Here at HolisticOT.org, we are thankful for our growing online community of Holistic Occupational Therapists who integrate mind, body, spirit medicine, prevention, and wellness into their OT practice.
Every month this summer, we are shedding light on HOT (Holistic OT) practitioners from our directory so folks can become better acquainted with what Holistic OT is all about and how it can be helpful for health and healing.
Meet Patty Heatherly, OTR/L, CPC
Patty is a Holistic Occupational Therapist who lives and works in Illinois. In addition to working many years in behavioral health at an Advocate Healthcare Hospital, Patty is a certified life coach with her own private practice, Journey 2 Wellness. Patty specializes in walking labyrinths as a healing modality. Let’s get to know her!
How long have you been an OT?
I have been an OT for thirty years. I work in behavioral and mental health services at Advocate Healthcare for 28 years. Advocate Healthcare is the largest healthcare system in Illinois, and they have multiple hospitals around the Chicago land area. I also am a wellness life coach for about five years now.
What holistic practices do you incorporate into your practice?
I like to take the mind, body, spirit approach to healing including walking labyrinths, mindfulness techniques, breathing exercises, and creative expression experiences including art, interactive games, CBT (cognitive behavioral therapy) that helps clients change negative, dis-empowering thoughts to more empowering, positive ones. I also incorporate daily activity practices to teach people how to reconnect to themselves and live *wholeheartFully* from the inside out.
Can you talk a little more about labyrinths as a healing modality?
Labyrinths have been around for centuries and are found in all cultures, I first experienced labyrinths at a workshop in 2009 and became very passionate about them. Now we have an indoor canvas walking labyrinth in the hospital chapel where I work for staff, family and patients. Labyrinths are a great healing tool because unlike a maze which is designed to confuse and provide multiple choices a labyrinth is one unicursal path that leads to the center and then back out again where the entrance now becomes the exit.
The labyrinth allows one to slow down and be present in the moment and provides a safe place to let go of tensions and stress from daily life. There is no wrong or right way to walk a labyrinth—you can follow the path in front of you being mindful of the journey. Some like to use the labyrinth following the “3 R’s”—releasing, receiving, and reflecting—from Lauren Artress (a pioneer for bringing back the labyrinth to mainstream). Releasing on the way in toward the center of the labyrinth, receiving in the center and reflecting upon your return out of the labyrinth. I have noticed positive insights and transformations for many while using the labyrinth. It is considered a metaphor for the journey we take in life and can be a mirror of what is happening in our lives. It is a place to say a prayer, ask a question, or just calm the “monkey mind.” For some who have difficulty sitting and meditating, walking a labyrinth can help with reconnecting to your inner self as you focus on the path your mind naturally relaxes. To learn more information about the “Labyrinth Effect,” check out labyrinths & life coaching or the labyrinth society.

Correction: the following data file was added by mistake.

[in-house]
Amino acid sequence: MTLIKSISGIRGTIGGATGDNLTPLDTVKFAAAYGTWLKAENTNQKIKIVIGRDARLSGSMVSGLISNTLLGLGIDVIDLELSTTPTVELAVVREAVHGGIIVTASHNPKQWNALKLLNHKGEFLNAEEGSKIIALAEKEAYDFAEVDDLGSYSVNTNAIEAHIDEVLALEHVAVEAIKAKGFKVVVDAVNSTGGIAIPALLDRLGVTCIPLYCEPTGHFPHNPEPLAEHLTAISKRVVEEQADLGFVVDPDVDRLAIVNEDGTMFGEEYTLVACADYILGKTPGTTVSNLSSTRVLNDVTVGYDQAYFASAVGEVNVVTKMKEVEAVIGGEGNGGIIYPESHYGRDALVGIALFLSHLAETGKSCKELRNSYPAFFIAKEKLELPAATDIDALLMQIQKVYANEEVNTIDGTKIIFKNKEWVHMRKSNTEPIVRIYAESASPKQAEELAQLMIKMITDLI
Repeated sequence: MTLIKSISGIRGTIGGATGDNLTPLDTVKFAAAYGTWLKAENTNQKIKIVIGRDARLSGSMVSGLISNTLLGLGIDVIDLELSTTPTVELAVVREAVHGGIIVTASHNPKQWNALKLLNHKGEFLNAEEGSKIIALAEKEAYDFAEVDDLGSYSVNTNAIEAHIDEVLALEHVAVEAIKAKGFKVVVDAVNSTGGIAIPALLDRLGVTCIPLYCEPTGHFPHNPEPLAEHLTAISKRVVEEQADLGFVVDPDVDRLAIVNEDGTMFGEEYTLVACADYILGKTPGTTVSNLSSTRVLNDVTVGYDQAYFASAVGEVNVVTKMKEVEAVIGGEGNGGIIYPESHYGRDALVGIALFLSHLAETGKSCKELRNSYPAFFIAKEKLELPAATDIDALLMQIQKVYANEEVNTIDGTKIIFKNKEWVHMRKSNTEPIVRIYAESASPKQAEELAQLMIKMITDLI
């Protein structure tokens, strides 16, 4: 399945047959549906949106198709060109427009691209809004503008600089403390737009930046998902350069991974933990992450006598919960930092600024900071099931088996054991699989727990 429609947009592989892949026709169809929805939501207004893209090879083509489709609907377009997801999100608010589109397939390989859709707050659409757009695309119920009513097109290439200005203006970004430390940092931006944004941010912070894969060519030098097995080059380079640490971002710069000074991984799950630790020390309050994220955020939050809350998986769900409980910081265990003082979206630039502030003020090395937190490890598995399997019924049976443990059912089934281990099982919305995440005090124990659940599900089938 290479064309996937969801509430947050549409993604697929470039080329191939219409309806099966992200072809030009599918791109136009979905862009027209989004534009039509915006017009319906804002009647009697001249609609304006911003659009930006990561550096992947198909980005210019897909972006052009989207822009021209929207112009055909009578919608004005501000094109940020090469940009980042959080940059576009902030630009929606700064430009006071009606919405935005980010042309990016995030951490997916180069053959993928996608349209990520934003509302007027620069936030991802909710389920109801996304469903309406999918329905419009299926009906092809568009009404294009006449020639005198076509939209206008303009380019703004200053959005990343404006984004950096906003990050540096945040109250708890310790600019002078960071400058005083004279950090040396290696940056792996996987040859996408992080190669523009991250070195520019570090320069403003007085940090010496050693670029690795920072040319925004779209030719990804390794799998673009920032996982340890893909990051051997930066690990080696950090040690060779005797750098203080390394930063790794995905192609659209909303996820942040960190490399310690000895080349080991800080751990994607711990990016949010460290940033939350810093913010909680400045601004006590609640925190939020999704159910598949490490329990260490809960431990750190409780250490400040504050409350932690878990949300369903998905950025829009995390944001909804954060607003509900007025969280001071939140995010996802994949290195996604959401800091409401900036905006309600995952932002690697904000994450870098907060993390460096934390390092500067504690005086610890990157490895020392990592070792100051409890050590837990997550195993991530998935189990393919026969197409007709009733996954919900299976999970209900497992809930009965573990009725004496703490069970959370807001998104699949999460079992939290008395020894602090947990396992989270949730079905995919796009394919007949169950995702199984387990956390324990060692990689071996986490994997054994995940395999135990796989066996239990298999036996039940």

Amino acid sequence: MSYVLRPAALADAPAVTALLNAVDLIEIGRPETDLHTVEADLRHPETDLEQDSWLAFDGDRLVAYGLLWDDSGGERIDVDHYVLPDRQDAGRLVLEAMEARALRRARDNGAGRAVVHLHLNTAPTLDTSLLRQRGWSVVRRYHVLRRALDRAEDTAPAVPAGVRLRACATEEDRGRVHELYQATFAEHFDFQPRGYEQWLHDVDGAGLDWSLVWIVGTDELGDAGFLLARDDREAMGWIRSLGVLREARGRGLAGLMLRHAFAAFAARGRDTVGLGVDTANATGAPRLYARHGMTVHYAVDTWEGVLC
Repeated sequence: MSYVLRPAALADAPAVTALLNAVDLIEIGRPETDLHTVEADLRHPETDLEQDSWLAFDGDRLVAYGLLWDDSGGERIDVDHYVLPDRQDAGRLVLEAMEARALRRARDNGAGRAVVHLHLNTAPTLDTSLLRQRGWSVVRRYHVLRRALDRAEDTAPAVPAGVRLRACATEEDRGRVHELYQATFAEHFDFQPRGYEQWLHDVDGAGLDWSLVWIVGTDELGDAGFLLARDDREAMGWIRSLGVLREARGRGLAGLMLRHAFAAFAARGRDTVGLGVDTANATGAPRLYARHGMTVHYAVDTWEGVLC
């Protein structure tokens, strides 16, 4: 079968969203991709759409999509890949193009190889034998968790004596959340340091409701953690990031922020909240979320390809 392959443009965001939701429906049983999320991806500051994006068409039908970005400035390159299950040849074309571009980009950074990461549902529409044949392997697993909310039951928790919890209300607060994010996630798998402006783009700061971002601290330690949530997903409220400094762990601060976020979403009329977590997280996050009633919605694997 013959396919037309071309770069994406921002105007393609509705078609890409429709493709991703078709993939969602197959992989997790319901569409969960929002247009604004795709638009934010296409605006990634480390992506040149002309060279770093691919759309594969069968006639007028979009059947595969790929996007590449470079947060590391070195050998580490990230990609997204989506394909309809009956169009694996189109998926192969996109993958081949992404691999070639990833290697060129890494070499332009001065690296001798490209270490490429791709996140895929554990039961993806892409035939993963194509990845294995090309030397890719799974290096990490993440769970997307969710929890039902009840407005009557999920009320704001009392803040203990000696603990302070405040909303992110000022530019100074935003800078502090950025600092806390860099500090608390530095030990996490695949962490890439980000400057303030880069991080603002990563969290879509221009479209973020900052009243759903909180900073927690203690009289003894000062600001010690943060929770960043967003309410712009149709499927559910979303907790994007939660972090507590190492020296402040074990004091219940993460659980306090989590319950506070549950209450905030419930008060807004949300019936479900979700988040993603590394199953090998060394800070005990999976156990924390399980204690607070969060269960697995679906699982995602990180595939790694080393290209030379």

What got you interested in Holistic OT?
The foundations of occupational therapy treat the “whole” person and look at activities of daily living or ADL’s. I noticed that when one area of daily life is affected it causes an imbalance in other areas as well. Having training in OT with a holistic focus just seemed very natural to me. It is like when you go to the doctor for a broken arm—there is still a feeling about that experience that needs to be expressed, and it is important to be able to talk about it. Helping clients look within and figure out what is at the root cause or core of the imbalance is important for self-healing. When I was an OT student working in rehab, I noticed that patients needed guidance in talking about their feelings that arose while dealing with their disability.
How do your holistic practices uniquely benefit your patients?
My holistic services give patients a unique opportunity to go within and see what is blocking and holding them back from living full and happy lives. I use various healing modalities that focus on getting people out of their head and into the present moment through “wholeheartFully” living in order for them to live free from emotional and physical pain. Holistic OT and life coaching provides a unique experience to create specific daily practices for my patients wellbeing.